What consideration has there been to the online petition and comments submitted?
The Dean of Science has viewed the petition, and read the emails and letters she and the University have received from staff, students and concerned members of the public. Nonetheless, the University and Faculty management have an obligation to make decisions that support the ongoing success of the university as a publicly-funded institution, including financially.
What consultation has there been with various stakeholder groups?
The university has consulted with the staff of the TCM program multiple times during the review process, and their feedback was included in the review report itself. The university’s enterprise agreement also requires that the university formally consult with its staff and their representatives on any decisions that might affect their employment, and the university will certainly do this.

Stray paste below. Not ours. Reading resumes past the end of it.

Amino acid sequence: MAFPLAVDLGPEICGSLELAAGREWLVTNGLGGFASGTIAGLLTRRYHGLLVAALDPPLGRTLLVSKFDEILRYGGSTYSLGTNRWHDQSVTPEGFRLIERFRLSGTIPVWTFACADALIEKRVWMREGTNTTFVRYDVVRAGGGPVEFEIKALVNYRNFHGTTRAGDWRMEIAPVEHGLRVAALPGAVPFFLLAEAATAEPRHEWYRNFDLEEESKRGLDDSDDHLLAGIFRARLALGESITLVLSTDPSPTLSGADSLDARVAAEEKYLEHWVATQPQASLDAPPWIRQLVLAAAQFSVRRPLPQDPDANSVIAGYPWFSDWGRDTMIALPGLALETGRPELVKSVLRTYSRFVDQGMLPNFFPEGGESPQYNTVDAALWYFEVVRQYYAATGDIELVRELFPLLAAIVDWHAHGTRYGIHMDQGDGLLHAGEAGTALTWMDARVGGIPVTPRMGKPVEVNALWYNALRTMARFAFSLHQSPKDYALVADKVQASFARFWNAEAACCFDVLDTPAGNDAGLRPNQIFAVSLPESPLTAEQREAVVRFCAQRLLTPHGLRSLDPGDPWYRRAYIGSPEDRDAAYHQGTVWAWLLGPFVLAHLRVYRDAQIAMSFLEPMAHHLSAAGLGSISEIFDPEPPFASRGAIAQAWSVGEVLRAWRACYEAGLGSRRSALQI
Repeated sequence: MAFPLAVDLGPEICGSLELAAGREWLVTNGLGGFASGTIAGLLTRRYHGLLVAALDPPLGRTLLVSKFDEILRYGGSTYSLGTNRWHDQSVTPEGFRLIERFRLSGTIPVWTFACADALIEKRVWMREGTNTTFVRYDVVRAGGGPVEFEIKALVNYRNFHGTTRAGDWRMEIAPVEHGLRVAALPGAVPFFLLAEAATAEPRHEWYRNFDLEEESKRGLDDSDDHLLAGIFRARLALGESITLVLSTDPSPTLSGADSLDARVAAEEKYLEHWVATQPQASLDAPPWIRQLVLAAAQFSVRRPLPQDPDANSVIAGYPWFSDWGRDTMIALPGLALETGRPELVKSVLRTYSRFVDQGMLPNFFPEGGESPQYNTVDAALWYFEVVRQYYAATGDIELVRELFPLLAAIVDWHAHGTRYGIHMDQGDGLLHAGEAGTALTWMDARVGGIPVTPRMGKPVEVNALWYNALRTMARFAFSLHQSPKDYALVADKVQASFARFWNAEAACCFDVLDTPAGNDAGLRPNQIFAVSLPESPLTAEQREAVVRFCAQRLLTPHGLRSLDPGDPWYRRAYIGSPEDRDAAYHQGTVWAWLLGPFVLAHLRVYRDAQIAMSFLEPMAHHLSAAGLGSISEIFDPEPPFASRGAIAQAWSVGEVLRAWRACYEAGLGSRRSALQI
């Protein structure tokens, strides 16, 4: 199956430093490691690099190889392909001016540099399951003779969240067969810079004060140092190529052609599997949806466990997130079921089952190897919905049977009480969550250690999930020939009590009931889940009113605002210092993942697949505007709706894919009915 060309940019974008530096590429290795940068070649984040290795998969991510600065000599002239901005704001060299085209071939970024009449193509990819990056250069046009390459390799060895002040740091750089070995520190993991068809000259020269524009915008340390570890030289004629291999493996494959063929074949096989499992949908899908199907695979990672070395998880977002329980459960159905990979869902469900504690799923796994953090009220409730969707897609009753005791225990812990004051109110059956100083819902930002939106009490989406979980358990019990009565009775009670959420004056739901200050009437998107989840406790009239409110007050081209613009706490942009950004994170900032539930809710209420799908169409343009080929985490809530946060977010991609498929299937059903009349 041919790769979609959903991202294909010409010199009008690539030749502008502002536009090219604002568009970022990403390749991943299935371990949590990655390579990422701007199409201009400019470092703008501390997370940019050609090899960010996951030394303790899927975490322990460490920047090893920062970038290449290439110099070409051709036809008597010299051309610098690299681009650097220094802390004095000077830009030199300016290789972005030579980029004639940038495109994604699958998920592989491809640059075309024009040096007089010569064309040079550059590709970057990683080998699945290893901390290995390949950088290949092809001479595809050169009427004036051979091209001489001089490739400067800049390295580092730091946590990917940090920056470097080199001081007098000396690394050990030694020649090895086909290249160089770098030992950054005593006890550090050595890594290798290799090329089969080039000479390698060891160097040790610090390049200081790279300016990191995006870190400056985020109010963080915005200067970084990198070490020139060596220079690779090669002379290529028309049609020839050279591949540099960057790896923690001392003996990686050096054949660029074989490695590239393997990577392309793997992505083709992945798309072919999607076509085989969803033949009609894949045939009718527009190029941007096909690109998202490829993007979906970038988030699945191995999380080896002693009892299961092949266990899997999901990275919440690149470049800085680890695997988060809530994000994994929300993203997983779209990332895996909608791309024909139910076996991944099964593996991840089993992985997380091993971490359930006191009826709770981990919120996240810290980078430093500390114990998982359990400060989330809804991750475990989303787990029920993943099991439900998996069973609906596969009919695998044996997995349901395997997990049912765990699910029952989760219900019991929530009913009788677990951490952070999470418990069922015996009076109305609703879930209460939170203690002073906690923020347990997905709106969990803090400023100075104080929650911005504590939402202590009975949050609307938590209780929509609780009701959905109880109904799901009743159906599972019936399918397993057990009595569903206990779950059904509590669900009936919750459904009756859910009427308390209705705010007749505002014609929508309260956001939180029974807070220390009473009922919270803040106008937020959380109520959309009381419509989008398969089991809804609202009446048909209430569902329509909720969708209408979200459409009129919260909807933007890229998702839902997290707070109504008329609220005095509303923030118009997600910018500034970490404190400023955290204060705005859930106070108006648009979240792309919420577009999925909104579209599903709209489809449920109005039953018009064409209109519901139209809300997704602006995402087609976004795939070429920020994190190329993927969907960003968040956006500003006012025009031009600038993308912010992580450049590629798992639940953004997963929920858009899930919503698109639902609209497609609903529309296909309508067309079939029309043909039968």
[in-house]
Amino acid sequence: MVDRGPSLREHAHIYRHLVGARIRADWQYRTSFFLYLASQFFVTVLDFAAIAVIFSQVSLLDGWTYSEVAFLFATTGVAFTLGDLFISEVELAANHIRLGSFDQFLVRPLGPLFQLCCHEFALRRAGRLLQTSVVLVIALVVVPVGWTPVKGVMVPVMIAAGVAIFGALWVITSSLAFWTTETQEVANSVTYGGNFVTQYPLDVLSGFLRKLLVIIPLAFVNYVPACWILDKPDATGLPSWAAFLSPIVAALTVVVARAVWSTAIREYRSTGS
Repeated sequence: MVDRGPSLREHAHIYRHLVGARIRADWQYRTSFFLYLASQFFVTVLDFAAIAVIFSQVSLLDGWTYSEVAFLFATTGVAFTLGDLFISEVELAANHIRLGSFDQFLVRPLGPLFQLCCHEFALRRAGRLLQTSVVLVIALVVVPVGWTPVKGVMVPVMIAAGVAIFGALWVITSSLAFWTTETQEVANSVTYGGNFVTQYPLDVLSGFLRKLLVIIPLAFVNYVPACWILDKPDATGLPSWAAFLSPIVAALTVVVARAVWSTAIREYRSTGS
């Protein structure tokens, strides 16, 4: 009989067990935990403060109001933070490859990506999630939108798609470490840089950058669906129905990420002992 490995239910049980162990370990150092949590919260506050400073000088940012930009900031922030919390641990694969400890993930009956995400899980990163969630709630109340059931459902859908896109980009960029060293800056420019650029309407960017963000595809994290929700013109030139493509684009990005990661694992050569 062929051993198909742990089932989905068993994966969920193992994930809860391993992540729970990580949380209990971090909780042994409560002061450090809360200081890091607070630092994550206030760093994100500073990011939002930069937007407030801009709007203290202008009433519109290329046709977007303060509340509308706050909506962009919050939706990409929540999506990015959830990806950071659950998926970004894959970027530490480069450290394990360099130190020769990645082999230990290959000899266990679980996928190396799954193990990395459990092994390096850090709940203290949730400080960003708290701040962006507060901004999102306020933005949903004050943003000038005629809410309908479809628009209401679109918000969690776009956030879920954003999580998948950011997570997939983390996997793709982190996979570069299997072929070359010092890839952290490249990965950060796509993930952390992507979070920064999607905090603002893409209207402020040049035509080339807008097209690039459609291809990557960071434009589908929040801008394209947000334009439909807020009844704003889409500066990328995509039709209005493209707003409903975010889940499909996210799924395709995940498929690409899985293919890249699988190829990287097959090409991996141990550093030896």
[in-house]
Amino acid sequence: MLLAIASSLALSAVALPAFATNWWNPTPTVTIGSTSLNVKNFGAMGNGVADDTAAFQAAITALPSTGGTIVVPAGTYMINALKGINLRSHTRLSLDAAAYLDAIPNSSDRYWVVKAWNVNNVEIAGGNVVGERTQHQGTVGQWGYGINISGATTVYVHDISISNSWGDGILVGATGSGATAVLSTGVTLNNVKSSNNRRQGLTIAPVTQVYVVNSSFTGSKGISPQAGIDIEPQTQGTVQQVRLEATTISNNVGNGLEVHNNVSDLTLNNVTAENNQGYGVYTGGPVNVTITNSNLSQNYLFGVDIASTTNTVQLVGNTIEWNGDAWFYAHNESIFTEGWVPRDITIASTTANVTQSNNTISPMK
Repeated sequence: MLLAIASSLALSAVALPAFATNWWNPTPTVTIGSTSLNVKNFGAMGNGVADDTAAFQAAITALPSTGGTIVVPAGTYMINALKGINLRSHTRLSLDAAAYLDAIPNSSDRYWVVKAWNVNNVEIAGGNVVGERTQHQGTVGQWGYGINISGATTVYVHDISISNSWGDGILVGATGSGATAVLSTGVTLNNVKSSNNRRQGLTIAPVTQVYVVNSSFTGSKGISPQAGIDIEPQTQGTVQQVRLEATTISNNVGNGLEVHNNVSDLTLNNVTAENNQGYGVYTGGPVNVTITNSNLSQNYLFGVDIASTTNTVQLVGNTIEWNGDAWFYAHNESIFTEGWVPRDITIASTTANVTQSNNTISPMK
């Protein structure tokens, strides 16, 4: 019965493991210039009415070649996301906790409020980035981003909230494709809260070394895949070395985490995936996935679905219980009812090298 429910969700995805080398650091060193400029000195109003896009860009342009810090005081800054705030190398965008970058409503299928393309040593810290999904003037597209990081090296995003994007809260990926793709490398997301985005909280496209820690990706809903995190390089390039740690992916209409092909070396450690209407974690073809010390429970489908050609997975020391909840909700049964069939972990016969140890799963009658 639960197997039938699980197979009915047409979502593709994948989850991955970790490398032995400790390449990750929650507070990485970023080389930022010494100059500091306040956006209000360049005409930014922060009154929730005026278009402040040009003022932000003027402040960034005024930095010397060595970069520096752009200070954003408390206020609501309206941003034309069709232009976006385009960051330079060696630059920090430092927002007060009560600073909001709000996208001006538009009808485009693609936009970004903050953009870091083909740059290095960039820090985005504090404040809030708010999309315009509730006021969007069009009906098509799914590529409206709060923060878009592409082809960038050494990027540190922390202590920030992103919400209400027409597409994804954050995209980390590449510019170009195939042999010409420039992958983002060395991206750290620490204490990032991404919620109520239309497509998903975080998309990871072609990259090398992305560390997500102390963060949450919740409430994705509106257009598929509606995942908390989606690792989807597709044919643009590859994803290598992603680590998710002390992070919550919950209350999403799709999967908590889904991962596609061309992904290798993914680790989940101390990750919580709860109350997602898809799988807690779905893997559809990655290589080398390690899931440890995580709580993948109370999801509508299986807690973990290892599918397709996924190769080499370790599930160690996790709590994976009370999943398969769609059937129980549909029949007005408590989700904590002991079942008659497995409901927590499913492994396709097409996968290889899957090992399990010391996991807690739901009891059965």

The university has no obligation to consult with any other group, however has issued a number of communications to students and will continue to share information with them throughout the process. Likewise, the university has responded to communications from members of the public, and will continue to do so wherever possible.
Is this review reflective of valuing traditional medicine but not complementary health care?
The decision to review, and to discontinue, the TCM programs is in no way a reflection of an institutional bias against complementary health care – indeed, the Faculty of Health at UTS hosts the Australian Research Centre for Complementary and Integrative Medicine. It is specifically to do with TCM’s poor financial viability, its low research intensiveness and strategic misalignment with the Faculty in which it resides.